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Published January 20, 2022 | Accepted Version + Supplemental Material
Journal Article Open

Electrically Tunable and Dramatically Enhanced Valley-Polarized Emission of Monolayer WS₂ at Room Temperature with Plasmonic Archimedes Spiral Nanostructures


Monolayer transition metal dichalcogenides (TMDs) have intrinsic valley degrees of freedom, making them appealing for exploiting valleytronic applications in information storage and processing. WS₂ monolayer possesses two inequivalent valleys in the Brillouin zone, each valley coupling selectively with a circular polarization of light. The degree of valley polarization (DVP) under the excitation of circularly polarized light (CPL) is a parameter that determines the purity of valley polarized photoluminescence (PL) of monolayer WS₂. Here efficient tailoring of valley-polarized PL from monolayer WS₂ at room temperature (RT) through surface plasmon–exciton interactions with plasmonic Archimedes spiral (PAS) nanostructures is reported. The DVP of WS₂ at RT can be enhanced from <5% to 40% and 50% by using 2 turns (2T) and 4 turns (4T) of PAS, respectively. Further enhancement and control of excitonic valley polarization is demonstrated by electrostatically doping monolayer WS₂. For CPL on WS₂–2TPAS heterostructures, the 40% valley polarization is enhanced to 70% by modulating the carrier doping via a backgate, which may be attributed to the screening of momentum-dependent long-range electron–hole exchange interactions. The manifestation of electrically tunable valley-polarized emission from WS₂–PAS heterostructures presents a new strategy toward harnessing valley excitons for application in ultrathin valleytronic devices.

Additional Information

© 2021 Wiley-VCH GmbH. Issue Online: 21 January 2022; Version of Record online: 28 November 2021; Accepted manuscript online: 01 November 2021; Manuscript revised: 03 October 2021; Manuscript received: 25 June 2021. This work was jointly supported by the Army Research Office under the Multi-University Research Initiative (MURI) program (award #W911NF-16-1-0472) and the National Science Foundation under the Physics Frontier Center program for Institute for Quantum Information and Matter (IQIM) at the California Institute of Technology (award #1733907). The authors are also grateful for the support from the Beckman Institute at the California Institute of Technology for access to facilities at the Molecular Materials Research Center. W.-H.L. acknowledges a graduate fellowship from the J. Yang Family Foundation. P.C.W. acknowledges the support from the Ministry of Science and Technology (MOST), Taiwan (Grant number: 107-2923-M-006-004-MY3; 108-2112-M-006-021-MY3; 110-2124-M-006-004), and in part from the Higher Education Sprout Project of the Ministry of Education (MOE) to the Headquarters of University Advancement at National Cheng Kung University (NCKU). P.C.W. also acknowledges the support from the Ministry of Education (Yushan Young Scholar Program). The authors also thank Wen-Hui Cheng for training on the atomic layer deposition (ALD) system. The authors declare no conflict of interest. Data Availability Statement: Research data are not shared.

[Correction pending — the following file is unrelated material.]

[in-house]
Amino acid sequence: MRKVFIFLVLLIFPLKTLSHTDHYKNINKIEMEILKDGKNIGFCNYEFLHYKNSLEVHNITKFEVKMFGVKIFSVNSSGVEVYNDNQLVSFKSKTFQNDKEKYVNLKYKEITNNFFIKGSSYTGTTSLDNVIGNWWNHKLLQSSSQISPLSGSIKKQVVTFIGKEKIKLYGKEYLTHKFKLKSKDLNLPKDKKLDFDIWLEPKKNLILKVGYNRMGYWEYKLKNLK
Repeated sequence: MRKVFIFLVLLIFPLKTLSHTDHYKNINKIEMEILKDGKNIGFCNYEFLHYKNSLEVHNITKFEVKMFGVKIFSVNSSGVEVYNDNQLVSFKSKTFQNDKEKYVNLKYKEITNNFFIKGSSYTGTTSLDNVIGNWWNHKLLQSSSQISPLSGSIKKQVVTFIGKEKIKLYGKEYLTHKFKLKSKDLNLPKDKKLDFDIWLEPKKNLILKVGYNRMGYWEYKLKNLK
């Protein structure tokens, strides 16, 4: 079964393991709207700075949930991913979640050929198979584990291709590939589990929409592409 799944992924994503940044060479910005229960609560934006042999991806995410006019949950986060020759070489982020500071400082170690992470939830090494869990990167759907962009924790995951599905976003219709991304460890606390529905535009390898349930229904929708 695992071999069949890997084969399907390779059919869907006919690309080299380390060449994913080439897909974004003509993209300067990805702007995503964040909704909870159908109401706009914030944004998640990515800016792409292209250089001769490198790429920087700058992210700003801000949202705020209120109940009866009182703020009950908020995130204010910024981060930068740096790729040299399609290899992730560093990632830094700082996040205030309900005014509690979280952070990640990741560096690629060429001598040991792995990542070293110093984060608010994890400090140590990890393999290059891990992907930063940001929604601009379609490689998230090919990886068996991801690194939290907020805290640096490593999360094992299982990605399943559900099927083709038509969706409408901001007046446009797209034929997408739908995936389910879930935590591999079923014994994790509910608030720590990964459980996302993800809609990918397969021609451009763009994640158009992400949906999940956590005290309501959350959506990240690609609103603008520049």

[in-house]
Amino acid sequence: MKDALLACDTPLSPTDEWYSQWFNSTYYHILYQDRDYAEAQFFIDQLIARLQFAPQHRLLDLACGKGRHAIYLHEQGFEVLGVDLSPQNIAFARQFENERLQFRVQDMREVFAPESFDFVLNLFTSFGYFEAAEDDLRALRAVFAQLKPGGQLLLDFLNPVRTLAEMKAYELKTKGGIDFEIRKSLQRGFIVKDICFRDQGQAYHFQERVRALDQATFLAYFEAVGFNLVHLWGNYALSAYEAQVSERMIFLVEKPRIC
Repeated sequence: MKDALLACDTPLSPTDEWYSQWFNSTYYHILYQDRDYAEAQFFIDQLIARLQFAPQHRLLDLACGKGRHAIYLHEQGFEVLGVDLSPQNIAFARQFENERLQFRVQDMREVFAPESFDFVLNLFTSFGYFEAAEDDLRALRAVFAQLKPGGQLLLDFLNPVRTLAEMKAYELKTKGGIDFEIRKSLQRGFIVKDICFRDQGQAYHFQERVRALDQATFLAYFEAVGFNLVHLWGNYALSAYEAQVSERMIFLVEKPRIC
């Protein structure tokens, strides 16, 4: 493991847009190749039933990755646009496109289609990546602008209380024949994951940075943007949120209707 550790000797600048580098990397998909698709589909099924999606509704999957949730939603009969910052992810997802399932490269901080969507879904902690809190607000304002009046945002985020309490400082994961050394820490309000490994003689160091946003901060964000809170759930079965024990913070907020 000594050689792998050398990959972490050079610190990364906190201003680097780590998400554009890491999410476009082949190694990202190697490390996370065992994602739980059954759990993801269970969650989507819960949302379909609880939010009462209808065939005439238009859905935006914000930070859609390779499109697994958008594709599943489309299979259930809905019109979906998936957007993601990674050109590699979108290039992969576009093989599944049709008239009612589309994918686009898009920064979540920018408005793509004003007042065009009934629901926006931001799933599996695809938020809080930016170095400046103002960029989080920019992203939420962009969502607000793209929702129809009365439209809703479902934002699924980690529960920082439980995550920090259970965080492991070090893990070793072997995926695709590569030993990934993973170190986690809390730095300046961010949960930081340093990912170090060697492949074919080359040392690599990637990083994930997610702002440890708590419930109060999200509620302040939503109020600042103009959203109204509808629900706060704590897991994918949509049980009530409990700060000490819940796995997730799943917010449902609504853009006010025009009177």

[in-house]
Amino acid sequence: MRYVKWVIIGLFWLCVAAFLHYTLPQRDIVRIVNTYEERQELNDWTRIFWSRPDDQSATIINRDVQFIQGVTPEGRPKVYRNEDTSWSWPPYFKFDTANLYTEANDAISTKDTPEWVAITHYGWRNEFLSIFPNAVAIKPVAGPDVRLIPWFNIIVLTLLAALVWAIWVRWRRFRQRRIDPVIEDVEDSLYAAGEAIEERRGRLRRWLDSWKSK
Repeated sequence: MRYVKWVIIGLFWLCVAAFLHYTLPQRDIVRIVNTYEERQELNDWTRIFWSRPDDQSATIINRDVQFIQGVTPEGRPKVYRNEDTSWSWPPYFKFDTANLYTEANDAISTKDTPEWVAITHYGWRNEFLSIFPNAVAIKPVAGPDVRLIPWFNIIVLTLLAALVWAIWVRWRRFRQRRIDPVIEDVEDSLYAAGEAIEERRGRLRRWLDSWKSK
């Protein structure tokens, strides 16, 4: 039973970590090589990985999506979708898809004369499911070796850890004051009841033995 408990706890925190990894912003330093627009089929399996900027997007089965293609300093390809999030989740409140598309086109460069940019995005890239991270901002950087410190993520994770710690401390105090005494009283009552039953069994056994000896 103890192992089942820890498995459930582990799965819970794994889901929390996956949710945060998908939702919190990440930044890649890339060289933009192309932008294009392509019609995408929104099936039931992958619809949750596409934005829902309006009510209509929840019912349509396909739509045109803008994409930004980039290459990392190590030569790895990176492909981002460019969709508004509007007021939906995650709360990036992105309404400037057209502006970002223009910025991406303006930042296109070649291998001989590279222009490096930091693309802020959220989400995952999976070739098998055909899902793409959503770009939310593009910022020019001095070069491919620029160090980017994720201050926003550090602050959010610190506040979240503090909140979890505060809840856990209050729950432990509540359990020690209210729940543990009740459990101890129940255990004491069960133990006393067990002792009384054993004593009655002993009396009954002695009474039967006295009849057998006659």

Attached Files

Accepted Version - adma.202104863_acc.pdf

Supplemental Material - adma202104863-sup-0001-suppmat.pdf


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August 22, 2023
October 23, 2023